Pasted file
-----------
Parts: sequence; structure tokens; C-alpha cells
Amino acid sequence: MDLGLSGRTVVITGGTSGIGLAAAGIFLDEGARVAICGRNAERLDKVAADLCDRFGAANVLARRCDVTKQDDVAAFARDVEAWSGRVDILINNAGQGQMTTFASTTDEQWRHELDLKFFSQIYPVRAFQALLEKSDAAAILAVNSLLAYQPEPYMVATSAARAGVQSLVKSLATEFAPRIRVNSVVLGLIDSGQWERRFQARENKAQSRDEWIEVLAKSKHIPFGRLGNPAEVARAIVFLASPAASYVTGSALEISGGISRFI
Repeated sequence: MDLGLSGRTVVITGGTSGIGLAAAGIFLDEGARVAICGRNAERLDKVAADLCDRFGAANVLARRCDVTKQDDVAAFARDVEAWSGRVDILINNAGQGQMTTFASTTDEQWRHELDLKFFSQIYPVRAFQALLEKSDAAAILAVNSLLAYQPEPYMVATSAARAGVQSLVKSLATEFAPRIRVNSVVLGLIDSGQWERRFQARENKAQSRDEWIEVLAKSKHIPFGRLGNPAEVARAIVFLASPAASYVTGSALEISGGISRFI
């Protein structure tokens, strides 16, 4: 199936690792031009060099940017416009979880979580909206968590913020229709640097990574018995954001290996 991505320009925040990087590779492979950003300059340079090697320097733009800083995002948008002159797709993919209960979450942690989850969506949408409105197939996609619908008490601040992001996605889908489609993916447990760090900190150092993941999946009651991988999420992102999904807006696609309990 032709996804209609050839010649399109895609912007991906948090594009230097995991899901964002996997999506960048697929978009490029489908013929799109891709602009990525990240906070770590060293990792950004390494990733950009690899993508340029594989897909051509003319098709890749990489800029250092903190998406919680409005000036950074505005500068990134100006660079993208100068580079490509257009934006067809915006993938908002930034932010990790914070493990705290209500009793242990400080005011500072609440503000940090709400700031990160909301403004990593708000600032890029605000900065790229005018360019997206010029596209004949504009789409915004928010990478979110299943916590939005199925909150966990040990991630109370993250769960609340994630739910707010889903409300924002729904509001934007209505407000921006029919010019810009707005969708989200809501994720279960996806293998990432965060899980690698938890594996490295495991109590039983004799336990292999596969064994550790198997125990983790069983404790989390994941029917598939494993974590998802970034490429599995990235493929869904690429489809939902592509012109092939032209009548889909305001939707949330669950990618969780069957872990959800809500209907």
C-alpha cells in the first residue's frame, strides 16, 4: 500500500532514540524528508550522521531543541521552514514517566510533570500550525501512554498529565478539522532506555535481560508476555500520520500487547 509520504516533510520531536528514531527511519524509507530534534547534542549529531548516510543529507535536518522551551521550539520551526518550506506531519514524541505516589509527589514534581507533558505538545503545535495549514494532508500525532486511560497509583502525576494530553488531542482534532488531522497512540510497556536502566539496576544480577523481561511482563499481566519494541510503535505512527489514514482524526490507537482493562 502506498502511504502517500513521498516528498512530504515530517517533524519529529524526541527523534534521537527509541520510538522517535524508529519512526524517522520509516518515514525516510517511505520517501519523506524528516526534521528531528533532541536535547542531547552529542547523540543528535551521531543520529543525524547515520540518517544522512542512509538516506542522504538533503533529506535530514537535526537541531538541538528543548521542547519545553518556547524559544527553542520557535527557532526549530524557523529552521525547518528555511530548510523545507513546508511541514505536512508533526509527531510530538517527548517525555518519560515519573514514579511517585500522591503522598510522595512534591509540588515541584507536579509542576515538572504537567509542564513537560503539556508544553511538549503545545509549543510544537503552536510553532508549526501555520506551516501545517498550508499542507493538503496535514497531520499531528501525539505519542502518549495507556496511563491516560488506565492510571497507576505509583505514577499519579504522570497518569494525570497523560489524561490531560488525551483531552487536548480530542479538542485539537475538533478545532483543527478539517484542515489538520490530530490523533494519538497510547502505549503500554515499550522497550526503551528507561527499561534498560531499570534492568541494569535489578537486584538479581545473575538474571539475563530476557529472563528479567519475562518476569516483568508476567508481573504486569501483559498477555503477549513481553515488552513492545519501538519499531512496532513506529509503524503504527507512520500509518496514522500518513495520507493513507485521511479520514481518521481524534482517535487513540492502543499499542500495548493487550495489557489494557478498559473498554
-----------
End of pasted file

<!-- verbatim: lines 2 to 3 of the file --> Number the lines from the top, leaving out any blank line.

Amino acid sequence: MDLGLSGRTVVITGGTSGIGLAAAGIFLDEGARVAICGRNAERLDKVAADLCDRFGAANVLARRCDVTKQDDVAAFARDVEAWSGRVDILINNAGQGQMTTFASTTDEQWRHELDLKFFSQIYPVRAFQALLEKSDAAAILAVNSLLAYQPEPYMVATSAARAGVQSLVKSLATEFAPRIRVNSVVLGLIDSGQWERRFQARENKAQSRDEWIEVLAKSKHIPFGRLGNPAEVARAIVFLASPAASYVTGSALEISGGISRFI
Repeated sequence: MDLGLSGRTVVITGGTSGIGLAAAGIFLDEGARVAICGRNAERLDKVAADLCDRFGAANVLARRCDVTKQDDVAAFARDVEAWSGRVDILINNAGQGQMTTFASTTDEQWRHELDLKFFSQIYPVRAFQALLEKSDAAAILAVNSLLAYQPEPYMVATSAARAGVQSLVKSLATEFAPRIRVNSVVLGLIDSGQWERRFQARENKAQSRDEWIEVLAKSKHIPFGRLGNPAEVARAIVFLASPAASYVTGSALEISGGISRFI